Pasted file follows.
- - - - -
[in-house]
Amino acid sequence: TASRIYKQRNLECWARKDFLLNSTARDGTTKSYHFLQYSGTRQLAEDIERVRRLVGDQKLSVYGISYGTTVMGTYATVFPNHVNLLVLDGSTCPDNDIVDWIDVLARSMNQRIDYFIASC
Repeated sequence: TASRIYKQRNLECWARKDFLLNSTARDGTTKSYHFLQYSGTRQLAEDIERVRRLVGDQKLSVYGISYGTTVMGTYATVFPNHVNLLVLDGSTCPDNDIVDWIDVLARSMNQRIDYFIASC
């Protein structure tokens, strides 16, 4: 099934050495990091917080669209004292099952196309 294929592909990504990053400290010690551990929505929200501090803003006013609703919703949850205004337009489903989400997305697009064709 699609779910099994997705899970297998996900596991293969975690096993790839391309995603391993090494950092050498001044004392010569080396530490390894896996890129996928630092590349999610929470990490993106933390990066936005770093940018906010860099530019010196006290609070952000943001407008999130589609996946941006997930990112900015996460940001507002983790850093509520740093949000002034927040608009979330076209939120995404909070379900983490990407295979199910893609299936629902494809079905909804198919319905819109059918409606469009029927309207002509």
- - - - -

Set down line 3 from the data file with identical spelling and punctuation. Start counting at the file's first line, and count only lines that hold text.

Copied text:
Repeated sequence: TASRIYKQRNLECWARKDFLLNSTARDGTTKSYHFLQYSGTRQLAEDIERVRRLVGDQKLSVYGISYGTTVMGTYATVFPNHVNLLVLDGSTCPDNDIVDWIDVLARSMNQRIDYFIASC